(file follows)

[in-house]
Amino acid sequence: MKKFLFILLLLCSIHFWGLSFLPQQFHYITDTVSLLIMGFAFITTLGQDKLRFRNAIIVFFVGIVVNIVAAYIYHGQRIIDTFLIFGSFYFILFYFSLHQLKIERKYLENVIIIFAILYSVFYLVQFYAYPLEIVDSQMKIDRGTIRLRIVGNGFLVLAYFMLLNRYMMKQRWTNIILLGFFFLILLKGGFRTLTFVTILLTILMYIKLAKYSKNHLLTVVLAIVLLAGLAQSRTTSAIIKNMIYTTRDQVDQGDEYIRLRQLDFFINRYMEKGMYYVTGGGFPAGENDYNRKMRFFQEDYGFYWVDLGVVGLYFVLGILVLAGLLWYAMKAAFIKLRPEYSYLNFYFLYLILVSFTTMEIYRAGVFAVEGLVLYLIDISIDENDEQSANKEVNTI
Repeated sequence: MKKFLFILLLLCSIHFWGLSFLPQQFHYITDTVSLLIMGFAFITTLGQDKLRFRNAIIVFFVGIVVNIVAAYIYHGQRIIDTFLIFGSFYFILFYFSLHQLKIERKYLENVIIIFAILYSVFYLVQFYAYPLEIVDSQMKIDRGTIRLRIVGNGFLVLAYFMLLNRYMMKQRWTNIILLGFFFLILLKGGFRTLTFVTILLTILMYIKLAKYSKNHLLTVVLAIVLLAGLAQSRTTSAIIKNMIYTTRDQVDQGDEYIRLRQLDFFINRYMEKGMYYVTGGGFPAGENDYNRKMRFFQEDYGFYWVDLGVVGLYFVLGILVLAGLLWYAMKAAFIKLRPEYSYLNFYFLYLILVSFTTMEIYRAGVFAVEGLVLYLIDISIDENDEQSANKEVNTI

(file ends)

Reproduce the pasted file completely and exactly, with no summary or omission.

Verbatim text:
[in-house]
Amino acid sequence: MKKFLFILLLLCSIHFWGLSFLPQQFHYITDTVSLLIMGFAFITTLGQDKLRFRNAIIVFFVGIVVNIVAAYIYHGQRIIDTFLIFGSFYFILFYFSLHQLKIERKYLENVIIIFAILYSVFYLVQFYAYPLEIVDSQMKIDRGTIRLRIVGNGFLVLAYFMLLNRYMMKQRWTNIILLGFFFLILLKGGFRTLTFVTILLTILMYIKLAKYSKNHLLTVVLAIVLLAGLAQSRTTSAIIKNMIYTTRDQVDQGDEYIRLRQLDFFINRYMEKGMYYVTGGGFPAGENDYNRKMRFFQEDYGFYWVDLGVVGLYFVLGILVLAGLLWYAMKAAFIKLRPEYSYLNFYFLYLILVSFTTMEIYRAGVFAVEGLVLYLIDISIDENDEQSANKEVNTI
Repeated sequence: MKKFLFILLLLCSIHFWGLSFLPQQFHYITDTVSLLIMGFAFITTLGQDKLRFRNAIIVFFVGIVVNIVAAYIYHGQRIIDTFLIFGSFYFILFYFSLHQLKIERKYLENVIIIFAILYSVFYLVQFYAYPLEIVDSQMKIDRGTIRLRIVGNGFLVLAYFMLLNRYMMKQRWTNIILLGFFFLILLKGGFRTLTFVTILLTILMYIKLAKYSKNHLLTVVLAIVLLAGLAQSRTTSAIIKNMIYTTRDQVDQGDEYIRLRQLDFFINRYMEKGMYYVTGGGFPAGENDYNRKMRFFQEDYGFYWVDLGVVGLYFVLGILVLAGLLWYAMKAAFIKLRPEYSYLNFYFLYLILVSFTTMEIYRAGVFAVEGLVLYLIDISIDENDEQSANKEVNTI